On his health, Texans' J.J. Watt deserves the benefit of the doubt

Is it possible Watt will be back for Week 1? (1:59)

Adam Caplan explains that Houston's J.J. Watt is looking at a minimum of six weeks recovery for a herniated disk, which optimistically puts him back on the field for Week 1. (1:59)

HOUSTON -- It's been a taxing year for J.J. Watt's body.

Thursday's news that Watt had back surgery comes seven months after the conclusion of a very painful season for the Houston Texans defensive end. It ended with Watt on the sideline, watching his team lose 30-0 to Kansas City in the playoffs as he tried in vain to get the team trainer to let him back into the game. Then came surgery to repair five torn muscles in his core area and a recovery during which he was unable to walk at first. The broken hand he played with and the herniated disk in his back were considered minor by comparison.

That he'll play at the start of the season is no guarantee. After all, seven weeks isn't a long time to recover from back surgery and be back to football shape.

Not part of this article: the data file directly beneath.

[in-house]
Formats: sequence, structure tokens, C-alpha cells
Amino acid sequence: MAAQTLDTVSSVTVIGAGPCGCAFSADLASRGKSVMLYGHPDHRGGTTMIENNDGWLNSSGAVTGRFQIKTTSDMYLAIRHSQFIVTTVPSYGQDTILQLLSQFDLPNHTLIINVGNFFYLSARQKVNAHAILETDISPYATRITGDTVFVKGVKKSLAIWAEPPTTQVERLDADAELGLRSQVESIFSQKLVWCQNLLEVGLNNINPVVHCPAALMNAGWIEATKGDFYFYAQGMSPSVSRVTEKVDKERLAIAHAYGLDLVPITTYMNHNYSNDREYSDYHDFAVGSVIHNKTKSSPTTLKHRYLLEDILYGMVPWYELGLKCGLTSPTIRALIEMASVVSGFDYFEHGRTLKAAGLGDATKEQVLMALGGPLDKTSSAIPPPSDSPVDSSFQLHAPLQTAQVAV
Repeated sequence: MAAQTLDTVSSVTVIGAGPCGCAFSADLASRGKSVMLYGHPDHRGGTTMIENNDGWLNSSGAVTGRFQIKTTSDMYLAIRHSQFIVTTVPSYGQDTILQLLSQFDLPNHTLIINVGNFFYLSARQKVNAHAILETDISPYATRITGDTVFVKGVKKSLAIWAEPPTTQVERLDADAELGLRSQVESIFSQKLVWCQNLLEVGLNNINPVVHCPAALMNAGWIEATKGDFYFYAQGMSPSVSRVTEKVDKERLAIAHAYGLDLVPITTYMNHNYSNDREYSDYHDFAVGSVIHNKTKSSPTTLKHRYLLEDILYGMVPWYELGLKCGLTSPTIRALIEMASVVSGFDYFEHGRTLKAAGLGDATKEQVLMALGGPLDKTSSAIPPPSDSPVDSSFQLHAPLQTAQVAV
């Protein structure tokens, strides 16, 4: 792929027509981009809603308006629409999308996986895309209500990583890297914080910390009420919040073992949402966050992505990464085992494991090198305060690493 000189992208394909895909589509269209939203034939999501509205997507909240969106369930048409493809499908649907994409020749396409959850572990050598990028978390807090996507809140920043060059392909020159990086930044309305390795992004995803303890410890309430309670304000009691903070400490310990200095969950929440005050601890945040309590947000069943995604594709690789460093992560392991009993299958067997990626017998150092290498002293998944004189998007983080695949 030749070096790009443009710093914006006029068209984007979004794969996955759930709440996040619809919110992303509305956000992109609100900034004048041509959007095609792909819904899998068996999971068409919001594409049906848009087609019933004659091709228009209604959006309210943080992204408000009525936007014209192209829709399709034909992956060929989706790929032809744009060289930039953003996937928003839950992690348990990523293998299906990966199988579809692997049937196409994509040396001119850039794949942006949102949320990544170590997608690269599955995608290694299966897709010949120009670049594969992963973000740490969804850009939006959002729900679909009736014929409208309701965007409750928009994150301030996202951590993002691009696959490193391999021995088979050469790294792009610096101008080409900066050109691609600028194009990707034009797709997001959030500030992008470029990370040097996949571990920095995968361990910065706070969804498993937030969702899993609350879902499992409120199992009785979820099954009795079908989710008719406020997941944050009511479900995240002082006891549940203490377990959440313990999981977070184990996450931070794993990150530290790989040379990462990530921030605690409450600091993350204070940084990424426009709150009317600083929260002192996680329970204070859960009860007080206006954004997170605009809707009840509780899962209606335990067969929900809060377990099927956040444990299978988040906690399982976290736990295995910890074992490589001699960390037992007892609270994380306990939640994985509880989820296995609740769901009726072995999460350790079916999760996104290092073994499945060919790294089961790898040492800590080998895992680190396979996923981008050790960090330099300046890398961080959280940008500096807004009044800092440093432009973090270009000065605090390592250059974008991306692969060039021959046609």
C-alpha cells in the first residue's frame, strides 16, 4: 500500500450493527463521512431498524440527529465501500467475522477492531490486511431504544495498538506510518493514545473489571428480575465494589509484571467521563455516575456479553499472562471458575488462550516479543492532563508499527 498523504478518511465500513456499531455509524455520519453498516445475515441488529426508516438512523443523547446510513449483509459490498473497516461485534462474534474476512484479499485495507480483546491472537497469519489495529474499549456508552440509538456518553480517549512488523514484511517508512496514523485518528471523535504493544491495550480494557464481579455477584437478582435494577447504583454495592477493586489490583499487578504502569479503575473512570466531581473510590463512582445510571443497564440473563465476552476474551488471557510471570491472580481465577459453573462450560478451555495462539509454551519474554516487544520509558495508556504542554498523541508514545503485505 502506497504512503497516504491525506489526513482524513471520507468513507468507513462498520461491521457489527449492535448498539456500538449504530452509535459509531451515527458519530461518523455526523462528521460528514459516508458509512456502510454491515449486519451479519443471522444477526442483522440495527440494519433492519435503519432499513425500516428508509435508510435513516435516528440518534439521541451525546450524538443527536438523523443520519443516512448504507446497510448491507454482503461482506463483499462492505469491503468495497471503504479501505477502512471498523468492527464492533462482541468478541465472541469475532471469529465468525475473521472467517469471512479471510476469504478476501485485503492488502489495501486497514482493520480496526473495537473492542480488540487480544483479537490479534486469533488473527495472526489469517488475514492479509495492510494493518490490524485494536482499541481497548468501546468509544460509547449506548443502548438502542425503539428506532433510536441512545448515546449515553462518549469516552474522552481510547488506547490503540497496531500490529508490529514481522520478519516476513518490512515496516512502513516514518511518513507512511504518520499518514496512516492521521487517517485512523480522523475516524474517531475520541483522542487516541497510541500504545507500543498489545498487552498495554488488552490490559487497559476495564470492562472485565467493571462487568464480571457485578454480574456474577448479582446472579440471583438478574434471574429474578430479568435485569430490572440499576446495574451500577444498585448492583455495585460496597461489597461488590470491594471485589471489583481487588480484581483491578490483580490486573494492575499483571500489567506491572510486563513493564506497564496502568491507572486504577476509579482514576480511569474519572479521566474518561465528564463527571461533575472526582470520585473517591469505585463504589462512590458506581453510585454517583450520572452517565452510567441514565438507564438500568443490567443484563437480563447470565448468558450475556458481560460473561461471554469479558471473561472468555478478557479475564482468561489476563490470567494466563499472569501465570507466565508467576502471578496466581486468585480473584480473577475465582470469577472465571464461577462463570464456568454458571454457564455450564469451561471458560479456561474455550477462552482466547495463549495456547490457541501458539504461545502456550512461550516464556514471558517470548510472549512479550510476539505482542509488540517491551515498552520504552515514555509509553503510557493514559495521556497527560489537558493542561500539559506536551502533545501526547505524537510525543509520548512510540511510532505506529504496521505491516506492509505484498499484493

Pain is a reality of being an NFL player, and even with it, Watt has been transcendent. That's why, despite everything the 27-year-old has gone through in the past 12 months, despite the 2016 regular season being seven weeks away, there's still optimism about Watt's condition.

Watt's track record has earned him the benefit of the doubt. He has played in all 80 regular-season games since the Texans drafted him 11th overall in 2011. He's had double-digit sacks in four of those seasons, and more than 20 twice.

And he's done that through plenty of pain.

Before the 2012 season, Watt suffered an elbow injury that led to the elbow brace he still wears today. During the 2014 season, he played against the Buffalo Bills with a bruise covering his entire upper leg. When he missed a practice with an unidentified groin injury last season, I asked about it and he dismissed the idea that a mere physical ailment could prevent him from playing.

Now that back surgery has landed him on the physically unable to perform list and he will miss the preseason, it's worth wondering if he is entering a period when his body becomes less than cooperative. Football's brutality doesn't spare even the greatest to play the game.

But until we see that, Watt deserves the benefit of the doubt. He deserves optimism because he's earned it.